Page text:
As the end of the semester approaches, a couple of German students will present the results of their research projects. Two of these projects will be presented at SpARC, the third one will result in a longer paper. Here are some brief summaries that might inspire more projects in the future.
German Studies major Charlotte Kubicz has developed a strong interest in German film history during her time at Agnes Scott. This semester she focused on the representation of female actresses in films by Austro-American director Josef von Sternberg, specifically on the roles played by famous German actress Marlene Dietrich. Sternberg moved back and forth across the Atlantic in the 1920s and 1930s, shaping developments both in German and American cinematic genres. Marlene Dietrich’s ascendancy to stardom began when Sternberg cast her as Lola in the famous and notorious 1930 German film “The Blue Angel.” After Dietrich’s emigration to Hollywood, she made six more films under the directorship of Sternberg: Morocco (1931), Shanghai Express (1932), Blonde Venus (1932), The Scarlet Empress (1934), and The Devil is a Woman (1935). In her SpARC project, Charlotte will concentrate on the representation of the femme fatale in The Blue Angel and Shanghai Express. Specficially, she will investigate to what degree Dietrich’s two roles converge and differ on the representation of a “dangerous” woman and if the different national, cultural, and ethnic contexts of the films’ production and plots influences the idea of the femme fatale.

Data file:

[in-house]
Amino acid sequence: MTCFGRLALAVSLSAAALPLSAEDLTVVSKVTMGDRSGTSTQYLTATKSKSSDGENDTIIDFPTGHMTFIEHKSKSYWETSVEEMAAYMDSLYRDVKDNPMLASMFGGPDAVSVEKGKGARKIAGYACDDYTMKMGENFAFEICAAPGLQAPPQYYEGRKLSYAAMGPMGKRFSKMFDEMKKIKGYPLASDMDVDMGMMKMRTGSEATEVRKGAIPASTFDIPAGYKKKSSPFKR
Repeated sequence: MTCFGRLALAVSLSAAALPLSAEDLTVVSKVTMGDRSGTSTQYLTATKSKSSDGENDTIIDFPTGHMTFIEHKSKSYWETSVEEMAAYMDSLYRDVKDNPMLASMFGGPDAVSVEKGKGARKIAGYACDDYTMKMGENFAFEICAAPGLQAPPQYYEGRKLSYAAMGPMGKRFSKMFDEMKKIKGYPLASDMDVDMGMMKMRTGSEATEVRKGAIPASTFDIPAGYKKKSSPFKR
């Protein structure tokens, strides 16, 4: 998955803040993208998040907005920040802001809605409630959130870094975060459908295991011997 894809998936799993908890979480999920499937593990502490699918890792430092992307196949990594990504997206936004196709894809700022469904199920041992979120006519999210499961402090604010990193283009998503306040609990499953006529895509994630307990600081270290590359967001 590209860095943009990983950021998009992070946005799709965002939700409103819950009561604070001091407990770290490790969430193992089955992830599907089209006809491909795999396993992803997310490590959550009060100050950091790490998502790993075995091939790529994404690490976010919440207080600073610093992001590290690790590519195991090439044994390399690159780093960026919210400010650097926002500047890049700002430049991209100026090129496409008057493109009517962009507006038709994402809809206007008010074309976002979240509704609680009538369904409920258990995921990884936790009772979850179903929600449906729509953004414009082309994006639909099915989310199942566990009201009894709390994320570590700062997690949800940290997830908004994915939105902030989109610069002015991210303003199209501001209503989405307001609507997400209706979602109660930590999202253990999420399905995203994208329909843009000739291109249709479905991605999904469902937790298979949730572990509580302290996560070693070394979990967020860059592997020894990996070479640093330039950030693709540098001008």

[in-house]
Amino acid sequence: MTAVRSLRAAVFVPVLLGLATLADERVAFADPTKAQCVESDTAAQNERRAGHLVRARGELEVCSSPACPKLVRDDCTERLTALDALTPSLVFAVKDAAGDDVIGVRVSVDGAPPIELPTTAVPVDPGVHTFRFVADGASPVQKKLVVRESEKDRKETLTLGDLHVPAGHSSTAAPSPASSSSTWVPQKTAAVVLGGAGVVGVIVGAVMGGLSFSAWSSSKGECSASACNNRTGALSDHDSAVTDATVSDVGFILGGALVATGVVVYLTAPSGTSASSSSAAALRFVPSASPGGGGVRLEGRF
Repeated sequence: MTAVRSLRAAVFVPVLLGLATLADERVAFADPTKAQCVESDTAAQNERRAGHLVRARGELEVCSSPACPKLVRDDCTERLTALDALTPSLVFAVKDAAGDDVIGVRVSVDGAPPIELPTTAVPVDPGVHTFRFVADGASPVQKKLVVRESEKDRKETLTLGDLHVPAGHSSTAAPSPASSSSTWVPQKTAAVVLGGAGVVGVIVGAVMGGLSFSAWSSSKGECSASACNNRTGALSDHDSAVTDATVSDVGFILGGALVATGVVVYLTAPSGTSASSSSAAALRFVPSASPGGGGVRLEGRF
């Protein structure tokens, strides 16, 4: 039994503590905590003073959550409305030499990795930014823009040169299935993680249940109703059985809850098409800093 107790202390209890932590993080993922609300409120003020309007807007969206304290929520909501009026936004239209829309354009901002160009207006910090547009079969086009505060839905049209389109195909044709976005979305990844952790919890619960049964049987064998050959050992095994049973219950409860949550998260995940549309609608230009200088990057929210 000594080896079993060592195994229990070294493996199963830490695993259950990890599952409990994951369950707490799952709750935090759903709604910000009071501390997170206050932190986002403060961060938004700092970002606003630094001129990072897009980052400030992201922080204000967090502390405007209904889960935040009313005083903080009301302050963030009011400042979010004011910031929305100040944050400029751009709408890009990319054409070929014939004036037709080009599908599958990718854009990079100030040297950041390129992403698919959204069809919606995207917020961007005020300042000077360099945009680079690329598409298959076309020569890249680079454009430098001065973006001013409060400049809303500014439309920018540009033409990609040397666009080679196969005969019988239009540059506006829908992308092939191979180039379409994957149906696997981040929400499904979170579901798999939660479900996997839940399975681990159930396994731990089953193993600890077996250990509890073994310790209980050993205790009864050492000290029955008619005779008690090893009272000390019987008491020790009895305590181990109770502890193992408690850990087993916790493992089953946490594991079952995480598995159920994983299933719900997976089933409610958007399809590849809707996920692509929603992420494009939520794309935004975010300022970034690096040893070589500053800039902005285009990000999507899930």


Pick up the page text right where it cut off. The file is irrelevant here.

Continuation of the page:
Not-yet-declared German Studies and International Relations double major Kaija Lazda will present on the similarities and differences between political campaign-financing in Germany and the United States. Being a keen observer of national and international politics, Kaija’s research project was sparked by the high concentration of very wealthy people in the US Congress. She dug deeper into the matter and began to compare the financing systems on different levels. Kaija will share her results during her SpARC presentation on Thursday, April 26.
Finally, Taran Lundgren, German minor and Bioengineering major, is currently working on a paper about how German biological research conducted during the National Socialist period continues to shape debates about ethics and science in contemporary Germany. Taran has done a lot of reading about the historical background and will do a close analysis of literary texts and newspaper reports from the postwar period to test her thesis. Since Taran is a senior, this will be her last project for the ASC German Studies program, but we will proudly watch when she crosses the stage during the graduation on May 12!